This procedure has one integer argument, n, which represents the value whose factorial will be determined. Thus, the value of n is transferred into the procedure, and its factorial is returned as a long integer. Note that the factorial is referred to by the function name, Factorial. Notice also that the function name (Factorial) is assigned a value at two different places within the procedure, as required by the program logic. A function procedure is accessed in a manner by writing the function name and its required arguments as an expression. Thus, the function name (and its arguments) can be assigned to another variable, etc. The list of arguments in the function access must agree with the argument list in the function definition in number, in order, and in data type. As with sub procedures, however, the names of the arguments in the function access may be different than the argument names used in the function definition.

Scope
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Scope refers to the portion of a program within which a procedure definition (or a variable or named constant definition) is recognized. The scope of a sub procedure is determined by the identifier Public or Private, which precedes the procedure name; e.g.,

Public Sub procedure name (arguments)
Or

Private Sub procedure name (arguments)
Similarly, the scope of a function procedure is determined as

Public Function procedure name (arguments) As data type
Or

Private Function procedure name (arguments) As data type
A Public procedure can be accessed from any module or from within a program, whereas a Private procedure will be recognized only within the module or form within which it is defined. The default is Public. Hence, if a programmer-defined procedure does not include a Public/Private specification, it is assumed to be Public. Note, however, that event procedures automatically include the designation Private when they are created.

Optional Arguments
When accessing a procedure, the passing of one or more arguments can be made optional. To do so, each optional argument declaration within the first line of the procedure definition must be preceded by the keyword Optional. For example, if a sub procedure is defined with one mandatory argument and one optional argument, the first line of the procedure declaration will be Sub procedure name (argument1 As data type, Optional argument2 As data tyep2) The declaration could, of course, begin with the keyword Private or the keyword Public. Function procedures are defined in the same manner. Optional arguments must always follow mandatory arguments in the argument list. A default value may also be specified for each optional argument, by writing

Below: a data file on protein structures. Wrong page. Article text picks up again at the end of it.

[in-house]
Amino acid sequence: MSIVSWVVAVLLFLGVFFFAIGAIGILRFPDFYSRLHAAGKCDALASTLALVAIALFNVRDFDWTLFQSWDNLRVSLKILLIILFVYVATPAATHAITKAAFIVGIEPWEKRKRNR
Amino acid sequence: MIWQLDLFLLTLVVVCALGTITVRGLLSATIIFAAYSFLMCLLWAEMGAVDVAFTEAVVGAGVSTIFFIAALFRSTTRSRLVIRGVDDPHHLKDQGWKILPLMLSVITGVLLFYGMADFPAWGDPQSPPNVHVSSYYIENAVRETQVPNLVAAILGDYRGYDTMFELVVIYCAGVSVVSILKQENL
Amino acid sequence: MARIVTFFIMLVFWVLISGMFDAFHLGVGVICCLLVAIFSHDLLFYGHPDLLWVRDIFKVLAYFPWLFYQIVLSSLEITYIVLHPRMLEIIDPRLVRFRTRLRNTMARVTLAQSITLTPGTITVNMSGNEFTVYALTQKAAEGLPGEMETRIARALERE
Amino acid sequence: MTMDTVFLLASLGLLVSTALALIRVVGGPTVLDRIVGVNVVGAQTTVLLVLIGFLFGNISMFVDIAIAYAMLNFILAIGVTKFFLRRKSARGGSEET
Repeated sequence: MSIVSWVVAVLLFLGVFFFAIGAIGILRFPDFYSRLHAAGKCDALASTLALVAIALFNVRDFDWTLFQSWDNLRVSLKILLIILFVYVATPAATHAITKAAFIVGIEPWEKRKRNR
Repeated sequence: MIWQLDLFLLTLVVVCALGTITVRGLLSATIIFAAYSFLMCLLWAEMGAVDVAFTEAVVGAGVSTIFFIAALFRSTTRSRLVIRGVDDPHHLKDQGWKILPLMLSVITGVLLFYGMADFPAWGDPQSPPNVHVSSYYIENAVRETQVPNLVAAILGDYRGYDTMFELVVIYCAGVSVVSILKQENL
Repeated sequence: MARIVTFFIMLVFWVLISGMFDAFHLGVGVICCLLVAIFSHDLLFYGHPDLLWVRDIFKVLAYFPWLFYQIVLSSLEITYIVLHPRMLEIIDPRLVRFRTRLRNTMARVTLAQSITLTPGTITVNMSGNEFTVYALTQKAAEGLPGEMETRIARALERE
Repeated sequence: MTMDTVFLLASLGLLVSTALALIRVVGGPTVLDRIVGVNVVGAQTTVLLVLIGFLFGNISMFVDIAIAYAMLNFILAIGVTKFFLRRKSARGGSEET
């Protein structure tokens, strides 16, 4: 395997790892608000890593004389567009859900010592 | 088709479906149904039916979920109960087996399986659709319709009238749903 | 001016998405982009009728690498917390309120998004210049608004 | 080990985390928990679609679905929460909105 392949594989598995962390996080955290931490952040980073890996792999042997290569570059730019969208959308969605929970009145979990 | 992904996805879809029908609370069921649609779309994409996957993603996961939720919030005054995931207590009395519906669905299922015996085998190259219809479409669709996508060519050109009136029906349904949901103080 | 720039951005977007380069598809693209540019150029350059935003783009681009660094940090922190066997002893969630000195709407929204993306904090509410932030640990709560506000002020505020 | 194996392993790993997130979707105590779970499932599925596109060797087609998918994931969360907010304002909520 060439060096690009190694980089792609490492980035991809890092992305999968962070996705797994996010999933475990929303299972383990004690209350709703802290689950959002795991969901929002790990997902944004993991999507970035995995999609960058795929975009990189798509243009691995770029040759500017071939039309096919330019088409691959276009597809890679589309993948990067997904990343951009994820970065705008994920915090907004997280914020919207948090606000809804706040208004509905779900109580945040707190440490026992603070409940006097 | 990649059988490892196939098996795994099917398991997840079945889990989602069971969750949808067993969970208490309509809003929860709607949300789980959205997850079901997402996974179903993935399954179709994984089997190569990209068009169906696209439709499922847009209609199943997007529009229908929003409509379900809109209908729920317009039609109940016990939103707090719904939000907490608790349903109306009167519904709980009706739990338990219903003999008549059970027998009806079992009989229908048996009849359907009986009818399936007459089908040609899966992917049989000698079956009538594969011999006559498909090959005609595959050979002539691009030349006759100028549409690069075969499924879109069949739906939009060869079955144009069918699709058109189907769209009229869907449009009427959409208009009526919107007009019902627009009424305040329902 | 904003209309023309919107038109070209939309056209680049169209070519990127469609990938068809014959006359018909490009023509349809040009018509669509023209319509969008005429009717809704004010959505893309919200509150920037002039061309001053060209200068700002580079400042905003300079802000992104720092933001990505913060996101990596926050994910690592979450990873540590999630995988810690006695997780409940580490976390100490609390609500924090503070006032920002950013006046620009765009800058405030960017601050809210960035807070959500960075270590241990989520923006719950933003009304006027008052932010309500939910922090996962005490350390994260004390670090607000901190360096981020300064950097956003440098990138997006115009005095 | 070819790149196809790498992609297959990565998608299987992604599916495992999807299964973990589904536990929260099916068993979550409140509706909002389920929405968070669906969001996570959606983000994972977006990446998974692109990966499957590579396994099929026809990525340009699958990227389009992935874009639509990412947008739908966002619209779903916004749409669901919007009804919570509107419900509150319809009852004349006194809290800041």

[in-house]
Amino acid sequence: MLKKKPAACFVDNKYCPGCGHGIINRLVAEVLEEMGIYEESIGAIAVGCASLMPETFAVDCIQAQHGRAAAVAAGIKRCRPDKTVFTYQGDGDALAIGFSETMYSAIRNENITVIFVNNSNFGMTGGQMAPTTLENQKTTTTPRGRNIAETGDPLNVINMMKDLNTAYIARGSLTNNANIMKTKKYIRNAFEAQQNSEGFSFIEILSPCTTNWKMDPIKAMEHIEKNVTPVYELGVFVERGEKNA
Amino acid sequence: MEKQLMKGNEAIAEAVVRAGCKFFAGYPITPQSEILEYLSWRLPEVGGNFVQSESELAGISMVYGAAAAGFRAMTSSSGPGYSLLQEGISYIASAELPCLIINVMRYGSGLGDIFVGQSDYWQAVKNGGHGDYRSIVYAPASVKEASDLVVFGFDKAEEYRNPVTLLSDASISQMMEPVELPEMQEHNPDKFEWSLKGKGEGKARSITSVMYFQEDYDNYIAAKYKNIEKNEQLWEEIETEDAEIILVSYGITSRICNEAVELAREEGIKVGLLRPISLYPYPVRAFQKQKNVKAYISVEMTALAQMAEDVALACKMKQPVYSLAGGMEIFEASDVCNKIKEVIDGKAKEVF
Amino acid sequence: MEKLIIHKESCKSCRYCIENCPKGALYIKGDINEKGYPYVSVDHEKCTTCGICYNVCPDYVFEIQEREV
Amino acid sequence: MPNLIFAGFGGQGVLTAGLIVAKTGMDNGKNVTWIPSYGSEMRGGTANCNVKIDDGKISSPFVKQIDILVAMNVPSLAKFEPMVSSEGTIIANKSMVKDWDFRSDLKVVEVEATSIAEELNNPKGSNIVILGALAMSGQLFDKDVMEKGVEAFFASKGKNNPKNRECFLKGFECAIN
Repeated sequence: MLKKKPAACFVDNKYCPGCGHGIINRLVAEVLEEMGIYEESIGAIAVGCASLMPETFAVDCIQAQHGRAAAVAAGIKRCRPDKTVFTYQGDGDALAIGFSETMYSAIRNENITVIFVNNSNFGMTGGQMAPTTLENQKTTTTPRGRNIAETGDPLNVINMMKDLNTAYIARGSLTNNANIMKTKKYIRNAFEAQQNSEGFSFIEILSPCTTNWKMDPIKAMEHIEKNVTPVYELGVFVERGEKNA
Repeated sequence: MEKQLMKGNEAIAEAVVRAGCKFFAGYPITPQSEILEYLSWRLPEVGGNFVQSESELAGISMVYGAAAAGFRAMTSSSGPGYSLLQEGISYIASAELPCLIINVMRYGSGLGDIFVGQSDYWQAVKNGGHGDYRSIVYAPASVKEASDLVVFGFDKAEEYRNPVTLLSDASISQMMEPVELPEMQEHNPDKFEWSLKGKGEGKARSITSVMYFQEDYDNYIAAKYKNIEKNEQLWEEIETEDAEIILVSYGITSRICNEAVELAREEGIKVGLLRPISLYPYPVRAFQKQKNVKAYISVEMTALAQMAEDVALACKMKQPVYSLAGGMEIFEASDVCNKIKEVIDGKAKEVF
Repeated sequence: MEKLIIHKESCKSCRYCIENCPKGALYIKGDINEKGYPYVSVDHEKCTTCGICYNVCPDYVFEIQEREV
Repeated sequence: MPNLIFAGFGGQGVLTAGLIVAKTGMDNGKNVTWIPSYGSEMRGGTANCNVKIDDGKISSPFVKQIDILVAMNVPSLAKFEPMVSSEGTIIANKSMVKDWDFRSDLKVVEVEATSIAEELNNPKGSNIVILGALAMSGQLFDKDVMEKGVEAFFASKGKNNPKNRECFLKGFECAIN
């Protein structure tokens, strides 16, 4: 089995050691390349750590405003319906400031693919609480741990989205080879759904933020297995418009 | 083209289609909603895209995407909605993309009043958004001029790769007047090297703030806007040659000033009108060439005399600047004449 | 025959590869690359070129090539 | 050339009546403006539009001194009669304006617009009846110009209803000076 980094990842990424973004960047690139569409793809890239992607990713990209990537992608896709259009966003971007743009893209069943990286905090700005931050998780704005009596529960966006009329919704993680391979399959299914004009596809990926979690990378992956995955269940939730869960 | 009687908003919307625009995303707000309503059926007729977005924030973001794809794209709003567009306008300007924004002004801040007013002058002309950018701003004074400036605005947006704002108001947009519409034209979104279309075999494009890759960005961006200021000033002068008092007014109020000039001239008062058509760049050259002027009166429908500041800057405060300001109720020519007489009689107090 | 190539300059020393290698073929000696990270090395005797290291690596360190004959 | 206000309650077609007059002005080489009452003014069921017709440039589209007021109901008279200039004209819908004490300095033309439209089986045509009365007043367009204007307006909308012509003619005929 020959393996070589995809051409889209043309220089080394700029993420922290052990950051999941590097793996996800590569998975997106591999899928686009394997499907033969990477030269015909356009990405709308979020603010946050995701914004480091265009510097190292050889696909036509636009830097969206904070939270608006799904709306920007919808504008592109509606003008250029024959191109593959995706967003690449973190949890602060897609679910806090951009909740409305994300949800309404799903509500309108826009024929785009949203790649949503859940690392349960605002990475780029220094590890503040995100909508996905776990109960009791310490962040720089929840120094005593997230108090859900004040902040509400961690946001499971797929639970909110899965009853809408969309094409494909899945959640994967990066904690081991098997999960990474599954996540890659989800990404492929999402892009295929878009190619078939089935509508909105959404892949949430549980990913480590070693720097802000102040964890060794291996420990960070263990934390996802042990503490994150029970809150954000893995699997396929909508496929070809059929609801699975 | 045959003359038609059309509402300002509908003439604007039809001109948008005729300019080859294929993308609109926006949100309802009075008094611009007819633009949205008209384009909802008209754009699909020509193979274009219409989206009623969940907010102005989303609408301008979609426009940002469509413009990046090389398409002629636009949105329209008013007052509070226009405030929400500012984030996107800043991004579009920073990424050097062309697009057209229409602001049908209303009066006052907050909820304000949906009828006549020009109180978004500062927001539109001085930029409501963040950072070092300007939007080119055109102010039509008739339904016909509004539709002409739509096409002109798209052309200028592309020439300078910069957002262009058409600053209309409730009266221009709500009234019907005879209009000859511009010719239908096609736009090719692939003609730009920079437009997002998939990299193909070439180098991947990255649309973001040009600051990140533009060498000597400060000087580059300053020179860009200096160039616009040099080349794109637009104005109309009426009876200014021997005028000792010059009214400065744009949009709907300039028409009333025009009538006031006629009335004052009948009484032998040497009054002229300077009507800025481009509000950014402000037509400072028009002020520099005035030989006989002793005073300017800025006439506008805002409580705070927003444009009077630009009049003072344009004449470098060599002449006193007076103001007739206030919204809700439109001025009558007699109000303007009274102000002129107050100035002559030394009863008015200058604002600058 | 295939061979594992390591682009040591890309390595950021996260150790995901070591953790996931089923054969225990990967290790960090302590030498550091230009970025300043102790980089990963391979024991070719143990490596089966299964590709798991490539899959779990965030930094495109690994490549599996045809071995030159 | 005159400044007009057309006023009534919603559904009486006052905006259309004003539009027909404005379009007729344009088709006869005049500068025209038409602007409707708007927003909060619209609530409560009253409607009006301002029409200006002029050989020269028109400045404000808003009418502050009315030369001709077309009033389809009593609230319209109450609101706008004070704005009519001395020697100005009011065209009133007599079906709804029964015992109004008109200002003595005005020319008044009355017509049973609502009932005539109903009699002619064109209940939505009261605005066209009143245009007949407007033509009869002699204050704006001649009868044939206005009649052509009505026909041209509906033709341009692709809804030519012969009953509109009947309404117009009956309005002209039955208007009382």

Optional argument As data type = value
Here is an example showing a function procedure that utilizes an optional argument. Private Function Sample (x As Integer, Optional y As Integer = 999) As Integer

Sample = x ^ 2 If (y = 999) Then Exit Function Else Sample = x ^ 2 + y ^ 2 End If End Function ‘bypass remaining calculations ‘modify result using optional argument

Note that the second argument, y, is optional and is assigned a default value of 999. Information and Communication Technology Department Palompon Institute of Technology

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If this function is accessed with only one argument, e.g.,

Sample(3)
It will return a value of 9. However, if the function is accessed with two arguments, e.g.,

Sample(3, 4)
It will return a value of 25. Here is a sub version of the same procedure. Private Sub Sample (x As Integer, z As Integer, Optional y As Integer = 999)

z = x ^ 2 If (y = 999) Then Exit Function Else z = x ^ 2 + y ^ 2 End If End Sub
If this procedure is accessed as

‘bypass remaining calculations ‘modify result using optional argument

Sample(3, 0)
It will assign a value of 9 to the second argument (z). But if the procedure access is written as

Sample(3, 0, 4)
Then the second argument will be assigned a value of 25.